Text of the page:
Hitting Home

Everyone I worked with was fairly desensitized to the day in and day out of human misery, until 9/11, when the news became personal for every American journalist, particularly those working in New York. I wasn’t in the newsroom that day – I was awaiting the arrival of my second child who was due September 11th. For the first time in years, I experienced a huge story – the biggest story of my life – from the disquieting distance of my home, and later a maternity ward.

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All Apologies to Frida Kahlo

by Mara Grayson

I probably shouldn't have touched the oil paint. I know I wasn't supposed to. Please understand that my transgression was not an attempt at defiance or destruction. I never wanted to harm the painting, but at thirteen years old, my understanding of some things was not as clear as it is now. I wanted to touch Frida's hands, but because her hands weren't in the painting, I touched Diego's nose instead.

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The Force of Intercourse

by Mark Jay Mirsky

There is no independent force of evil in the Hebrew Bible or the Thousand Nights and One scholars have pointed out. A djinn or genie taking on the identity of a court appointed tempter, the Satan of The Book of Job, may be an emissary of ill report, the spy of the Oriental court, a Shaytan, sworn to the harm of man. Or he or she can simply be a creature of another realm. There are no witch-hunts, no searches for warlocks in the Arab or the Jewish world. Even the intercourse of men and women with djinns has its laws.

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A New Wife

by Veronica Gorodetskaya

Graf and my father met on the streets. They were both hustling jobs as hands on moving and delivery trucks. A fellow native of St. Petersburg, Graf became my father's best friend in New York. It was hard to distinguish the two. They both wore neatly tailored acid-dyed jeans with cargo pockets and zippers on each leg, and striped, pale colored button-down shirts or T-shirts that they had bought in bulk in Chinatown that said, "Zip Your Fly," "Leave Me Alone," and "I Heart New York." All this above a pair of bright white sneakers and brown dress socks that inevitably showed when they sat down.

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The Poison

by Lily Morningstar

The thick canopy of mango trees overhead blocked out the light of the waning Gibbous moon and I could hear the dry leaves crunch beneath my sandaled feet as we made our way down the crumbling gravel path toward the sound of waves crashing onto hard packed sand. I hurried, imagining giant centipedes coiled, sleeping beneath the leaves, plump with venom, the thought of their hard exoskeletons and many legs made me sick with fear and I wished I'd worn sneakers.

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Little Brother

by Kesi Bem Foster

He could feel his brother watching him from the doorway as he played video games. He heard his brother's cast thump the linoleum floor as he made his way over to their room. Hunched over, sitting on the edge of the bed, he stared at the television screen. Out of the corner of his eye, he noticed that the window to the fire escape was open, enough for him to slip through. Even with his brother hobbled by a broken foot, Lil D knew he would have to be quick. He wasn't going to fight. It would only fuel the rage behind the blows. At nineteen, his brother had him by six years and fifty pounds.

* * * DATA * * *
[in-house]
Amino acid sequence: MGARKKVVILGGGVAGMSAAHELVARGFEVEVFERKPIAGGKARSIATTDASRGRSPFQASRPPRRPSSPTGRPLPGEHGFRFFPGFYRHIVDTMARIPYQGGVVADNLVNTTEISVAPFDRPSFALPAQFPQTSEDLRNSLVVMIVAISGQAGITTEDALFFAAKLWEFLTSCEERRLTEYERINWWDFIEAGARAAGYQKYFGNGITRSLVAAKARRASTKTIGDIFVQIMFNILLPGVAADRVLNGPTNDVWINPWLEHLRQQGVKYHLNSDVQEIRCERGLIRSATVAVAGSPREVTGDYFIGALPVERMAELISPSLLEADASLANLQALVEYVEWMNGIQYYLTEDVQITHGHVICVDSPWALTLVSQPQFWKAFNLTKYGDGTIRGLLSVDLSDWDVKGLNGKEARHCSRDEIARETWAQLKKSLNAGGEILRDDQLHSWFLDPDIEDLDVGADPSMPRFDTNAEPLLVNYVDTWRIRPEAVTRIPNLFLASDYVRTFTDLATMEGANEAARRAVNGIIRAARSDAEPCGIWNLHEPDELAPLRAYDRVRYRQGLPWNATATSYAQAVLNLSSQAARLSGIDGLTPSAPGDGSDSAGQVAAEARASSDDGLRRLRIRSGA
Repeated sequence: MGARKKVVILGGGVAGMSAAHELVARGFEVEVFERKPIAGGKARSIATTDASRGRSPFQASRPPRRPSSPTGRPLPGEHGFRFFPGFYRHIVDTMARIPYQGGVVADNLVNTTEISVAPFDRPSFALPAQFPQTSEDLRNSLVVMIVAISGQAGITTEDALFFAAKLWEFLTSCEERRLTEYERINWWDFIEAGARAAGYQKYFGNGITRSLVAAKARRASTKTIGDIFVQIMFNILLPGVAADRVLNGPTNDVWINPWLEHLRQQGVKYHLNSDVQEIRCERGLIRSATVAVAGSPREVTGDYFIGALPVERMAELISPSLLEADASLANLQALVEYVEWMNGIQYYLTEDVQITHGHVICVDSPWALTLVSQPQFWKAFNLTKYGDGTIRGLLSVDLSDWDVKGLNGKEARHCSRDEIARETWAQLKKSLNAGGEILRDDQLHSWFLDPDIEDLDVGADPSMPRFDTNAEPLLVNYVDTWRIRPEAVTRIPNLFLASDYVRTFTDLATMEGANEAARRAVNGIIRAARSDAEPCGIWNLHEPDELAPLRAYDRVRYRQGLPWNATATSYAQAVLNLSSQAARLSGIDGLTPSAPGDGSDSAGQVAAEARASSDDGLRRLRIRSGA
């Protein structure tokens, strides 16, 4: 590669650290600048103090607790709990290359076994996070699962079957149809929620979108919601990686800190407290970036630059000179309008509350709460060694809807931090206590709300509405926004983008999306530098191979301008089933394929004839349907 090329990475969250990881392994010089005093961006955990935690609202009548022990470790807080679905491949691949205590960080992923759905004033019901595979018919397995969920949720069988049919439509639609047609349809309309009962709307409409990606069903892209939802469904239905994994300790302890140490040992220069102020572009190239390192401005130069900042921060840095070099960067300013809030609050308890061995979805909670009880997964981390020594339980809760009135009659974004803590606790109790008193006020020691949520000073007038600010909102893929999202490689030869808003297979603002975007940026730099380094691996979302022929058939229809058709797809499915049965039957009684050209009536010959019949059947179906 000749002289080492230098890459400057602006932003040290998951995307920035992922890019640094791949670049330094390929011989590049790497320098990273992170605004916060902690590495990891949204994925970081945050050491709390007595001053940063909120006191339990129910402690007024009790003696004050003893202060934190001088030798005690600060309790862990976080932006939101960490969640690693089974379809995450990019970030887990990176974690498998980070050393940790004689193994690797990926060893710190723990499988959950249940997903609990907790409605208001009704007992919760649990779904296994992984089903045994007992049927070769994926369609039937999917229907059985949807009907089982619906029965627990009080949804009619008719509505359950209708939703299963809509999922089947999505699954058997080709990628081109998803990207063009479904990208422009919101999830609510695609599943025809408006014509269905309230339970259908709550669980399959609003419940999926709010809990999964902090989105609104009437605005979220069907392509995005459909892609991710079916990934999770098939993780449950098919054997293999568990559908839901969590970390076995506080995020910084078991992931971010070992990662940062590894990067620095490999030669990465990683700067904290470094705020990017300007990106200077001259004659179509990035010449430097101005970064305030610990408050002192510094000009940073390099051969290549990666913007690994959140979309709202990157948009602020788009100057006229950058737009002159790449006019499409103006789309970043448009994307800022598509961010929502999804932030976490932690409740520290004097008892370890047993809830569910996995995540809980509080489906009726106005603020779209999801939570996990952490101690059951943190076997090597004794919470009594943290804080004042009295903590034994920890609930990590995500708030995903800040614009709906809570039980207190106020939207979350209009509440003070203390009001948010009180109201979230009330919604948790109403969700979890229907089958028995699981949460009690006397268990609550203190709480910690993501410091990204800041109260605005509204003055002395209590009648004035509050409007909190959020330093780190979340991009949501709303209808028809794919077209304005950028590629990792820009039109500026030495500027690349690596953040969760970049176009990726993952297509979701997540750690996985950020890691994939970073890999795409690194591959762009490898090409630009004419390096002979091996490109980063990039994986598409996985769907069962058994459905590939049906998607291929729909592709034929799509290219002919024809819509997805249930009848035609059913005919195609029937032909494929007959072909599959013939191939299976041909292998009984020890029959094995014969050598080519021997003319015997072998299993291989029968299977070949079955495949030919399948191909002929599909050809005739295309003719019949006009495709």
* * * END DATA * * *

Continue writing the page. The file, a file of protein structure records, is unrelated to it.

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by Jeanne Troy

At the end of November, a harsh storm swept across the northwest. Alyssa’s flight was canceled because of high winds and heavy sideways snow at the Seattle-Tacoma Airport. The weather was milder in New York. Hudson made pasta while Alyssa stood out on the balcony of his apartment, drinking warm cider. Each time she exhaled her breath became visible, mingling with the steam from the cup. Hudson was dividing the pasta into two bowls when she went back in. He added butter and parmesan to hers, and tomato sauce to his. “Have you heard anything from James?”

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Like a Sister

by Jennifer Anne Moses

Loretta is talking, talking, talkingthe fact of the matter is, her mind is slipping some, and if she doesn’t talk, well, then, she may well just forget what it was she was meaning to say. This time she’s with that white girl. The white girl who takes her places. The volunteer. “What did you say your name is again?” she asks the white girl, who tells her. Oh yeah. They’re driving. The white girl isn’t such a great driver though: she drives like an old lady, slow, and Loretta wants to go fast! She wants to go so fast that her hair will fly right off her head! It’s boring, here in the car. Boring with the white girl old-lady driver. Where are they going again? she asks the white girl.

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by David Plick

excerpted from Only Whales Keep a Schedule

The doorway to B-pod was painted orange like the metal tables and chairs. Underneath in parts there was grey showing where the paint was peeling off and everyone around, the inmates and guards alike, stared at him not making a sound. They couldn’t believe it but neither could Gabe, this day was never going to come. As he passed under the opening through to the other side where the air felt colder, he pinched his eyes shut and searched for Leah’s expression, how she would look watching him leave, walking out of B-pod with his eyes closed, an orange jumper and orange floppy shoes, an unending smile, but he couldn’t piece her all together. Somewhere in there he had lost her.

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